Washington Court Rules against Admitting AI-Enhanced Video as Evidence

Washington Court Rules against Admitting AI-Enhanced Video as Evidence

A Washington state superior court judge recently rejected the admission of video exhibits “enhanced by artificial intelligence” as evidence in a triple murder case.

To begin with, the state of Washington charged Defendant Joshua Puloka with three counts of murder stemming from a 2021 shooting. The shooting was captured on a bystander’s smartphone and the unaltered 10-second-long source video of the shooting had been entered into evidence.

The defense, however, also sought to admit an AI-enhanced version of the video which is when the Court heard testimony from defense witness Brian Racherbaeumer and State’s witness Grant Fredericks regarding proposed defense video exhibits enhanced by artificial intelligence.

Video Expert Witnesses

Brian Racherbaeumer is a self-identified videographer and filmmaker who started working with video in 1993. He was very candid and open about the fact that he is not – and has not claimed to be – a forensic video technician and has not been forensically trained.

Want to know more about the challenges Brian Racherbaeumer has faced? Get the full details with our Challenge Study report. 

Grant Fredericks is a contract instructor of video sciences at the FBI National Academy and is one of the most experienced video experts in North America. Moreover, Grant is a Certified Forensic Video Analyst, who has testified as an expert witness over 150 times in courts at all levels. He is recognized as a leading instructor in the science of Photographic/Video Comparison, Reverse Projection and Vehicle Speed Analysis.

Discover more cases with Grant Fredericks as an expert witness by ordering his comprehensive Expert Witness Profile report.

Discussion by the Court

Racherbaeumer contended that the source video was low resolution, had substantial motion blur, and contained fuzzy images with “blocky” edge patterns. To fix these problems, Racherbaeumer stated that he had added clarity to the source video though the use of an AI-video editing tool in the Topaz Labs AI program before processing the video using an Adobe program. Racherbaeumer stated that the Topaz Labs AI program used technology that “intelligently scaled up the video to increase resolution,” as well as added sharpness, definition, and smoother edges to objects in the video.

However, the state challenged the proffered AI-enhanced video, asserting that it failed to meet the admissibility standard set forth in Frye v. United States – a standard requiring that evidence using novel scientific theories or principles must have achieved general acceptance in the relevant scientific community. According to Fredericks, the accepted forensic analysis of the video was impossible because of the AI tools used by the defense. Fredericks provided a litany of issues with the AI-enhanced video:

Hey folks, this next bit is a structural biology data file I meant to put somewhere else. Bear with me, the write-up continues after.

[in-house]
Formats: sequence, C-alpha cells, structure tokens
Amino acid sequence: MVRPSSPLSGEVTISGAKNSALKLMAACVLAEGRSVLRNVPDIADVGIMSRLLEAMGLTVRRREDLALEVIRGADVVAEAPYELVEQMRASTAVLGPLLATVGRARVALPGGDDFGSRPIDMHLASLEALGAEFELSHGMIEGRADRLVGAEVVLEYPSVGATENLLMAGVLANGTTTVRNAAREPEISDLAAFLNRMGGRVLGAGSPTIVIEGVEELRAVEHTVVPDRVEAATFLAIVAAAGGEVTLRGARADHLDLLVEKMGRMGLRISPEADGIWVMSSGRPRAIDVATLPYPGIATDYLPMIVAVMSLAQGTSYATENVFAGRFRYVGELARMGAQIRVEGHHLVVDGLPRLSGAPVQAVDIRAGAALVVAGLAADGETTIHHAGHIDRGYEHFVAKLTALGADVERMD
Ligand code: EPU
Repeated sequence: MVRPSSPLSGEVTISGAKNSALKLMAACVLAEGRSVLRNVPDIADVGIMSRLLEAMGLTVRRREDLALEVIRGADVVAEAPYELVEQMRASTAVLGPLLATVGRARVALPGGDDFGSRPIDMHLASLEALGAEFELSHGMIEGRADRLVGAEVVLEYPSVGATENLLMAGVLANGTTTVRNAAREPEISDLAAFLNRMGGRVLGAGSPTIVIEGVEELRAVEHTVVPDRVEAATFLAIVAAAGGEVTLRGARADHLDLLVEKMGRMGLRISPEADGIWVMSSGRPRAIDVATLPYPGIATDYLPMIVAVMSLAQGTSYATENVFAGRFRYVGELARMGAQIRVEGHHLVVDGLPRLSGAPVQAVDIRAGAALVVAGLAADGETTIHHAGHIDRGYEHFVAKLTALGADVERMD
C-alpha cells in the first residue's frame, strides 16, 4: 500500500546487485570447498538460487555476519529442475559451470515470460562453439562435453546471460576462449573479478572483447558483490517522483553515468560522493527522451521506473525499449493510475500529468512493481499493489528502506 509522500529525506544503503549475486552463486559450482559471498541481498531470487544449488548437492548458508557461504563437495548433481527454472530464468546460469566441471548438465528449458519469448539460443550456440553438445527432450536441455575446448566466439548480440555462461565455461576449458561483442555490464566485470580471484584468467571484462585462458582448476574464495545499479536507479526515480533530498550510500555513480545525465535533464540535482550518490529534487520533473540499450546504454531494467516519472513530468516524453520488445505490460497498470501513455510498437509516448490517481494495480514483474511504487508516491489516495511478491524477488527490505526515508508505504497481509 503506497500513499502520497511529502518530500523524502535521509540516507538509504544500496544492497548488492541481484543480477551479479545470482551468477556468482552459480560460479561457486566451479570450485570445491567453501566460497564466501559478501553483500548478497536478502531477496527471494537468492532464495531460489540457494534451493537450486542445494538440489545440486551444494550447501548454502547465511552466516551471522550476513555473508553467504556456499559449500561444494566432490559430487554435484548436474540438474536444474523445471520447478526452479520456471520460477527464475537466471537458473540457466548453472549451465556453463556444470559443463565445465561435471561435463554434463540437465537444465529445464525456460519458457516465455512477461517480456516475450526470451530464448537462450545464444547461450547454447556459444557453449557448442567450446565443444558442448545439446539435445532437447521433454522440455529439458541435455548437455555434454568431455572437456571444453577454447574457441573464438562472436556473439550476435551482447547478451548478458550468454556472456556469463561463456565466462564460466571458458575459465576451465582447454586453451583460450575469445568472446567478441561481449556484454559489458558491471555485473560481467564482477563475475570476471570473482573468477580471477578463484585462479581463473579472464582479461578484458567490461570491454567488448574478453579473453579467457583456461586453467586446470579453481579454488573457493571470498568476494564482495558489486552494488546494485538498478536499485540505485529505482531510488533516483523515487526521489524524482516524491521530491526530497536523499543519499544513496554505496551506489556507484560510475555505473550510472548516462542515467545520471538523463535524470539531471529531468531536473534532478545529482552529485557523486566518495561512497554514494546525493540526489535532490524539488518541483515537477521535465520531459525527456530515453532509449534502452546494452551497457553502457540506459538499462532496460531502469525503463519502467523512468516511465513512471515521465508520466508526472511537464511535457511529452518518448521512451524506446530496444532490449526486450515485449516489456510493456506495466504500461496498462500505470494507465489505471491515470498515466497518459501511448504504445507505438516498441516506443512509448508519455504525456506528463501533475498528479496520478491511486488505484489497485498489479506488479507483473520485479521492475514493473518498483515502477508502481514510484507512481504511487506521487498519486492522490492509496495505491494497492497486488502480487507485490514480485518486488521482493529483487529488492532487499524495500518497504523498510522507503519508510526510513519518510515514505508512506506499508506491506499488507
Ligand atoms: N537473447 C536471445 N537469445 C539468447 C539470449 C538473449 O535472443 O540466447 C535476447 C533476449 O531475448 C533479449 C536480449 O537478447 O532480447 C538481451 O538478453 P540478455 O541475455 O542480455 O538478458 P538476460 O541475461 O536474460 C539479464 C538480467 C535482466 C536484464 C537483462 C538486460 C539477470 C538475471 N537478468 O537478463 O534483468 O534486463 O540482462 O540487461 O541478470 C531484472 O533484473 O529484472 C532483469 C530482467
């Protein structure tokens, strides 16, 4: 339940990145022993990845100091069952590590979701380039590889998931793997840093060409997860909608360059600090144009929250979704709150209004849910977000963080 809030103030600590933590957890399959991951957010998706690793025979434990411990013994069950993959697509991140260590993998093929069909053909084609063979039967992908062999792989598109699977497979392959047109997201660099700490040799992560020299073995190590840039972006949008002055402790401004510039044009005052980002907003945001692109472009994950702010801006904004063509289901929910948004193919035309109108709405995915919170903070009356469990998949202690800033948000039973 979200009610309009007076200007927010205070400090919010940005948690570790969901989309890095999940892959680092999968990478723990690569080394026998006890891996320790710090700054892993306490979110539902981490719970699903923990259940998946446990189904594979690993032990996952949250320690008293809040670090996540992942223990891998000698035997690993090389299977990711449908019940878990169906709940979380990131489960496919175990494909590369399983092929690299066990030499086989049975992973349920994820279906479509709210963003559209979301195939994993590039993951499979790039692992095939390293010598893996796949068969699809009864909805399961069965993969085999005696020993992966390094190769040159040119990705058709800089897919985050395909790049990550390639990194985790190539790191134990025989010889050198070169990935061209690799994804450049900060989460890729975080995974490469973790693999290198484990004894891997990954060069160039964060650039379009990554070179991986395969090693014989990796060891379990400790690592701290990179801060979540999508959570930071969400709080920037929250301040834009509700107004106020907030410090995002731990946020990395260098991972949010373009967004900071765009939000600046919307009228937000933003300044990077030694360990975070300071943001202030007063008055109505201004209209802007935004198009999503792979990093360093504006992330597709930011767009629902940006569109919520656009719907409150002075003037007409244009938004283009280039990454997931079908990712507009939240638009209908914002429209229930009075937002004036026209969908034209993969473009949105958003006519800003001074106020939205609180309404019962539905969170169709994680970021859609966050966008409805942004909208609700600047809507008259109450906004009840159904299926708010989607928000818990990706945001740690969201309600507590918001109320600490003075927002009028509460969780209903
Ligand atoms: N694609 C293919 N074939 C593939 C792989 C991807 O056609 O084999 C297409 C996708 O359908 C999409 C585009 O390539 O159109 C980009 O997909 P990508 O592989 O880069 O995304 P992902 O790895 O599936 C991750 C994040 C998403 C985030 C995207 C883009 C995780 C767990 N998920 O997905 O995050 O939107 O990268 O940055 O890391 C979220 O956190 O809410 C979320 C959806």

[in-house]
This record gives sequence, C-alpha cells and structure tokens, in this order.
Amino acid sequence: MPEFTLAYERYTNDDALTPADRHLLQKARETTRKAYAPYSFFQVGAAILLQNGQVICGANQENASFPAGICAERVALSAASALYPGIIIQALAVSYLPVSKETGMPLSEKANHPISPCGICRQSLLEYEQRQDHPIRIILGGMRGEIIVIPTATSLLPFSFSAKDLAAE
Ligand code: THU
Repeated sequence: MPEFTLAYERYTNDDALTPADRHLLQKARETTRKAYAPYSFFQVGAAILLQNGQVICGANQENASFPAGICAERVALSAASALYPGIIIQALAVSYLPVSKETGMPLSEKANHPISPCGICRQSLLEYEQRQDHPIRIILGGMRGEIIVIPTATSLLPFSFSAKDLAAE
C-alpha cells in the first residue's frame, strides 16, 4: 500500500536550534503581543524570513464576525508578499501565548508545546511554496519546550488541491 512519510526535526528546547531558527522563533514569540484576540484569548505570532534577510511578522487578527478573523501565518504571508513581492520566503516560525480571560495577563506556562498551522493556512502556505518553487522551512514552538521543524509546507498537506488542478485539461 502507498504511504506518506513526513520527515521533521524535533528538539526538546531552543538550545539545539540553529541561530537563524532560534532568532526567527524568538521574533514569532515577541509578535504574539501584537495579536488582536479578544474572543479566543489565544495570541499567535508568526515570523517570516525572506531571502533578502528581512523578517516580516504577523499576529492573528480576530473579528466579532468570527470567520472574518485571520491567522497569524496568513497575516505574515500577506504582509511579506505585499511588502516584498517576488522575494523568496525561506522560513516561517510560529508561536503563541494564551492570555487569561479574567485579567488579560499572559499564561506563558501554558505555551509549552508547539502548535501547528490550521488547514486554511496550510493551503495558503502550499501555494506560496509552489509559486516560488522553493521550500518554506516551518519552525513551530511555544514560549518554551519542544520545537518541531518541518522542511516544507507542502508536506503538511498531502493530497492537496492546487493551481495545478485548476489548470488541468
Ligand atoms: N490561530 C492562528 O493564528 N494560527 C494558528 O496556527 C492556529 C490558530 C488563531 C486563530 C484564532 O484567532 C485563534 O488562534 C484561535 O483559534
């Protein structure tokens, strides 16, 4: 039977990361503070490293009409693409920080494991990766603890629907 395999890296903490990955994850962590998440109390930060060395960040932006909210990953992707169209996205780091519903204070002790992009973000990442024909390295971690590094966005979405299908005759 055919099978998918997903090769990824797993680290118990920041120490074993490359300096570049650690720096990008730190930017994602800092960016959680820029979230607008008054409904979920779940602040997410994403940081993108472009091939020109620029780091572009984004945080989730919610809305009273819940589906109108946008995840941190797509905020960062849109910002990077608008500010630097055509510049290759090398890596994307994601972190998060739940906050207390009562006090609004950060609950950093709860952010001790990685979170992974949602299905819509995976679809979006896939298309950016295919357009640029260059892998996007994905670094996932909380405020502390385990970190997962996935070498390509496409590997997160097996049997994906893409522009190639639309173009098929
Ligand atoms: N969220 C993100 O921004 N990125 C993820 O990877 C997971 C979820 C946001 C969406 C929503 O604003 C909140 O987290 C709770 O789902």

• the video added 16 times the number of pixels as existed in the original video, using an algorithm and enhancement method unknown and unreviewed by any forensic video expert,
  • AI process removed information that was in the original images and it added information that was not in the original images,
  • The proffered AI-enhanced video removed artifacts on individual images, and altered shapes and colors in the video. It removed the opportunity to forensically analyze which frames in the video utilized reference, predictive, and bi-directional images.

Also, Fredericks testified that the Scientific Working Group on Digital Evidence, whose members represented state, local, and federal law enforcement agencies engaged in forensic video examinations, had issued warnings regarding the use of AI-enhancement tools in the courtroom instead of approving the use of such AI-enhancement tools.


The Court held that the Topaz Video AI enhancement tools, which use machine-learning algorithms, have not been peer-reviewed by the forensic video analysis community, are not reproducible by that community, and are not accepted generally in that community. Racherbaeumer himself was unable to say whether the Topaz Video AI he used, which had been commercially available for about three years, is currently utilized by the forensic video analysis community.

Moreover, the Court found that AI-enhanced video failed to satisfy Washington Rule of Evidence (ER) 702, under which evidence may only be admissible if it is reliable and will assist the trier of fact, as well as ER 403, which states that evidence is not admissible if its probative value substantially outweighs the danger of unfair prejudice.

Key Takeaway:

In conclusion, the Court held that the Defendant had the burden to show that the method was accepted in the relevant community because using AI tools to enhance video introduced in a criminal trial was a novel technique. The Court, as a result, held that the defense had failed to meet its burden after it found that the relevant scientific community was the “forensic video analysis community.” 

Case Details:

Case Caption:State of Washington v. Puloka
Docket Number:21-1-04851-2
Court Name:Superior Court of Wasington for King County
Order Date:March 29, 2024


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